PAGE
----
There is a deep longing in the human heart to be heard and understood, which is why we need to let our conversations with each other develop into a deeper understanding of each other, of our real joys and sorrows and of what God is doing and saying in our lives. AND at the same time, show our neighbours in the wider community and across the world that we are listening to what they have to say to us. To do that, we need to stay connected. Connected to each other. Connected to God.
I return to Christmas just past, when I received a box in the post. This box contained a packet of coffee, shortbread and tablet. A gift from Peedie Kirk on Orkney (The only URC permitted to open during the lockdown of mainland Scotland). This box had been sent to all ministerial colleagues, and with the reference to staying in touch and connected together through the sharing of a coffee. Through staying connected, in one way or another, might give us all the energy we require to keep strong and shine our beacons of light in our various communities.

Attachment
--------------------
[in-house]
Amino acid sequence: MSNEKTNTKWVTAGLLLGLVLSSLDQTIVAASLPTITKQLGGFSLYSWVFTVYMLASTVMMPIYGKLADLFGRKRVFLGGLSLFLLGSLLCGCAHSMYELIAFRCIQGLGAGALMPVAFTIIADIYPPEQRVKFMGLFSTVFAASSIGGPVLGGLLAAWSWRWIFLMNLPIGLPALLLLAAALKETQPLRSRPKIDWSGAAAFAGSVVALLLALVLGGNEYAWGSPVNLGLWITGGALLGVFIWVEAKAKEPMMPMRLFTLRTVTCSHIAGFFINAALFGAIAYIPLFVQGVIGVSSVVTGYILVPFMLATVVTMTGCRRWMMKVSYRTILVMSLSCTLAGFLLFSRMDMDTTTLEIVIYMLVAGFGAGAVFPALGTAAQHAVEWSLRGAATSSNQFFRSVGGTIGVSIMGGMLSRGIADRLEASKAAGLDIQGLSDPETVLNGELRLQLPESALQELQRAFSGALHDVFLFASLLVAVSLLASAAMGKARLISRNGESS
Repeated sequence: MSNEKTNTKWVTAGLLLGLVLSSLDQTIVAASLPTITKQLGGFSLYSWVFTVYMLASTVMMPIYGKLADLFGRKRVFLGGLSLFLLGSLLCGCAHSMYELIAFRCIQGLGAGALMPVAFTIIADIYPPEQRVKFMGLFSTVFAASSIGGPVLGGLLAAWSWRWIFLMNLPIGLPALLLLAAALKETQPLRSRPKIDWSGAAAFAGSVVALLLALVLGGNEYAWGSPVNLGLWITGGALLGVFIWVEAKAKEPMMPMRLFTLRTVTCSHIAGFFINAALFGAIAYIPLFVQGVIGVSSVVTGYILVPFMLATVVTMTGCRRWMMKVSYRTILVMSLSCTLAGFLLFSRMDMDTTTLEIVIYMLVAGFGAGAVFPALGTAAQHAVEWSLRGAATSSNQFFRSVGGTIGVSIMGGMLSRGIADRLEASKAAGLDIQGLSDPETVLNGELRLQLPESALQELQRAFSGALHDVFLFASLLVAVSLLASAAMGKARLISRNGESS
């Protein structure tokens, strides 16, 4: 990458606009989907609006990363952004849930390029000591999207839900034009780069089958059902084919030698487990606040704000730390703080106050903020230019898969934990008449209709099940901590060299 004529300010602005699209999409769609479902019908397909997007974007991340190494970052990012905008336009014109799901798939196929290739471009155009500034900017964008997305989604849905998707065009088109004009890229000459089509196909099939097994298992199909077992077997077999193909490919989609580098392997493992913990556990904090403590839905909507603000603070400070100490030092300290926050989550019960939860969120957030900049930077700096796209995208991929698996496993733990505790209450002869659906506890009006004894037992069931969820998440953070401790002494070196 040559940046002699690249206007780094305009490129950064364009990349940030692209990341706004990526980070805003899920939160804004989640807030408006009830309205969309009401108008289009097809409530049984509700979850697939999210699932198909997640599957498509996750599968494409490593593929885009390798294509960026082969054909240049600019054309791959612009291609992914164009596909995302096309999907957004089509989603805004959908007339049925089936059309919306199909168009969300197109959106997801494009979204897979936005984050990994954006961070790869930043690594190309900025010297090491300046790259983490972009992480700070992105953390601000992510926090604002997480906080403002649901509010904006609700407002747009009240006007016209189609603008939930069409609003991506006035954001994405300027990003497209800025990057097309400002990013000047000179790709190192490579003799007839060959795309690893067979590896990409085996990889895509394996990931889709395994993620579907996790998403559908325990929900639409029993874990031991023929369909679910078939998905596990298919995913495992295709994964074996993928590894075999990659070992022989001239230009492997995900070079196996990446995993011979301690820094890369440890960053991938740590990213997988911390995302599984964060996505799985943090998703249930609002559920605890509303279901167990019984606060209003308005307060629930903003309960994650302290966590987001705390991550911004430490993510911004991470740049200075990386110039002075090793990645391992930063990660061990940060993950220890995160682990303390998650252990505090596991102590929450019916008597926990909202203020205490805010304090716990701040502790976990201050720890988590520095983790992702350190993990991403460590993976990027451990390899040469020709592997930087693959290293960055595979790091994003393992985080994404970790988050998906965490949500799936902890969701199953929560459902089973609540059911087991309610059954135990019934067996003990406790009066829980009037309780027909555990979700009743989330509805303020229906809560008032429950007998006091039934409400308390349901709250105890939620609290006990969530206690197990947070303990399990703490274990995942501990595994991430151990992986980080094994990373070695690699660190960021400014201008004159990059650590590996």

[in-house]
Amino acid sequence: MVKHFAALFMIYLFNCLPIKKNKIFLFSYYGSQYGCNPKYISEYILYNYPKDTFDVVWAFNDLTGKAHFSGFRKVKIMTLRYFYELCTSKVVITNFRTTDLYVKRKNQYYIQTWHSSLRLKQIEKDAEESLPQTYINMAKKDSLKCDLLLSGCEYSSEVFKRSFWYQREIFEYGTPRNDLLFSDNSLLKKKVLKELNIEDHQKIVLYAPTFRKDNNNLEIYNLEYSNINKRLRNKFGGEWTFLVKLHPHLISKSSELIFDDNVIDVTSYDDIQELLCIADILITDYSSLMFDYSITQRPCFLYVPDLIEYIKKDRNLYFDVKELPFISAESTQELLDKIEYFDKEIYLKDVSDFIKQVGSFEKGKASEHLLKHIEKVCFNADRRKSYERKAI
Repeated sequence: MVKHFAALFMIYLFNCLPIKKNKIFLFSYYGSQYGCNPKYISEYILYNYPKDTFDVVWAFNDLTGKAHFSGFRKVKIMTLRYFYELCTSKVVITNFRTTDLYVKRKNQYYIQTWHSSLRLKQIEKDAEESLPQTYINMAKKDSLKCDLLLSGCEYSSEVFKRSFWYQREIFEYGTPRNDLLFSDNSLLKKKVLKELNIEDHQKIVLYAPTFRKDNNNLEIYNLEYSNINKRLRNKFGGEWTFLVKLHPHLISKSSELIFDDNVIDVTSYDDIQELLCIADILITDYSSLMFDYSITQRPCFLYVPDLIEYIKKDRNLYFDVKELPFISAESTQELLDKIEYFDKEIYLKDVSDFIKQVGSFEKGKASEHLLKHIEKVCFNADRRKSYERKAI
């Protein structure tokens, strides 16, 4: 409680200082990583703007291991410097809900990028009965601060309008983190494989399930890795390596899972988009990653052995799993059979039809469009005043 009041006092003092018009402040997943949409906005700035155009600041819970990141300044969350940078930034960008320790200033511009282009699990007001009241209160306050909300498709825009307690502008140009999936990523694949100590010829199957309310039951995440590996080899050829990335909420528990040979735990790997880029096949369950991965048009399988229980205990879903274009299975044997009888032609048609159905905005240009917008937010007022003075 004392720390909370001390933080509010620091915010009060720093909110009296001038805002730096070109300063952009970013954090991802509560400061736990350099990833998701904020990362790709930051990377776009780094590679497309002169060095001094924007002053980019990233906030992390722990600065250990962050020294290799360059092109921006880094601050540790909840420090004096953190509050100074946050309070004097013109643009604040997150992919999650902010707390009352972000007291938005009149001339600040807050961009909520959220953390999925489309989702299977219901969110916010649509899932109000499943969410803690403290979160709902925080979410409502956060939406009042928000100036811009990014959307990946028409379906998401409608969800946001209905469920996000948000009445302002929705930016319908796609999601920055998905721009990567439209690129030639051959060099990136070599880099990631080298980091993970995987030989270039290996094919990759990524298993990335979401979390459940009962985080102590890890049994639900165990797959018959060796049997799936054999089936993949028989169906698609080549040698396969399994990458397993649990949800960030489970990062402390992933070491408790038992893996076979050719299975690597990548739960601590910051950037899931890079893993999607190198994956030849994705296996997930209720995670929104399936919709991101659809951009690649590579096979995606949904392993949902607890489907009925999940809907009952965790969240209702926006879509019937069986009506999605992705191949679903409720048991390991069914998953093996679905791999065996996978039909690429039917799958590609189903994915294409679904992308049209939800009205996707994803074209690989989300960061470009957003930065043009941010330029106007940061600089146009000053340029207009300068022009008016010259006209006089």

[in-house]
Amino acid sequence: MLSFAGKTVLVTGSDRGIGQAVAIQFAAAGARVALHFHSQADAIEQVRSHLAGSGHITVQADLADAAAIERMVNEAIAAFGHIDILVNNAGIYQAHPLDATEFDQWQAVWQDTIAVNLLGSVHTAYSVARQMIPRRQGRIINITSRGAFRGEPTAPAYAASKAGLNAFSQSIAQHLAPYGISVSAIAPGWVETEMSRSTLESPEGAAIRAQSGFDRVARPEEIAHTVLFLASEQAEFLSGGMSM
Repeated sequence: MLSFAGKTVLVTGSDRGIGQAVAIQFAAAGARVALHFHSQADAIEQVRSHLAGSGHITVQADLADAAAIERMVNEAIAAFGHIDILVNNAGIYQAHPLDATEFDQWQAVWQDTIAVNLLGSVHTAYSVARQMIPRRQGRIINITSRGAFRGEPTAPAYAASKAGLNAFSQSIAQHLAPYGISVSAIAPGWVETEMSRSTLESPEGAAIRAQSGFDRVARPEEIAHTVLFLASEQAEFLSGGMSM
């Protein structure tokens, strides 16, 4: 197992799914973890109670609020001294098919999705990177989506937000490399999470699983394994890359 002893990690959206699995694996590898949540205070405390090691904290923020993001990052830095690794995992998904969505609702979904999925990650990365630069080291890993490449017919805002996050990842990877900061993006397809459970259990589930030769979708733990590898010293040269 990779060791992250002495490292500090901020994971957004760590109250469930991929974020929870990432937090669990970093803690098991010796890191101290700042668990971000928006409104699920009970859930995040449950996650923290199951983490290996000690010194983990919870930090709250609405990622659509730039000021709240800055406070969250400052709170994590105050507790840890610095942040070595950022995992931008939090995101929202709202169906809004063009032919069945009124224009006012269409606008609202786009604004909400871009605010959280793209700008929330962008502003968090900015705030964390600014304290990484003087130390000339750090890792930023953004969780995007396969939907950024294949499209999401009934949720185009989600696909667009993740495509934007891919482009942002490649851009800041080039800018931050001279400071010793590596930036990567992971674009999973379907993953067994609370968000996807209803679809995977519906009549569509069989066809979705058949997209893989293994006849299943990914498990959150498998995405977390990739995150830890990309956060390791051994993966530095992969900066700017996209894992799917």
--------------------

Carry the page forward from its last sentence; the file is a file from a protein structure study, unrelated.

The Spirit flowed through the disciples so that they were able to express themselves uninhibitedly and it is the Spirit that removes the blocks to a full and natural expression of what lies in the depths of our hearts – that of the Good News of Jesus Christ. But all this leads me to pose several questions:
Are we prepared to let the Spirit work within us so that we can shine with the truth? Can we allow the Spirit to come and go freely?
Can we allow the Spirit to awaken our God-given gifts and demonstrate the gospel through our natural hospitality?
As we live through these challenging times, how can the church portray the love of God and the good news of Jesus in a new way for a new generation?
The source of vitality or energy in the life of a healthy church is our faith in God as revealed in Jesus Christ by the Holy Spirit. We may all express this differently, but we could easily become like the fading Christmas
lights, if we do not want to serve God or one another, as by service to God and one another we find a renewed sense of eagerness and enthusiasm. In a healthy, brightly lit church, faith is not assumed, it is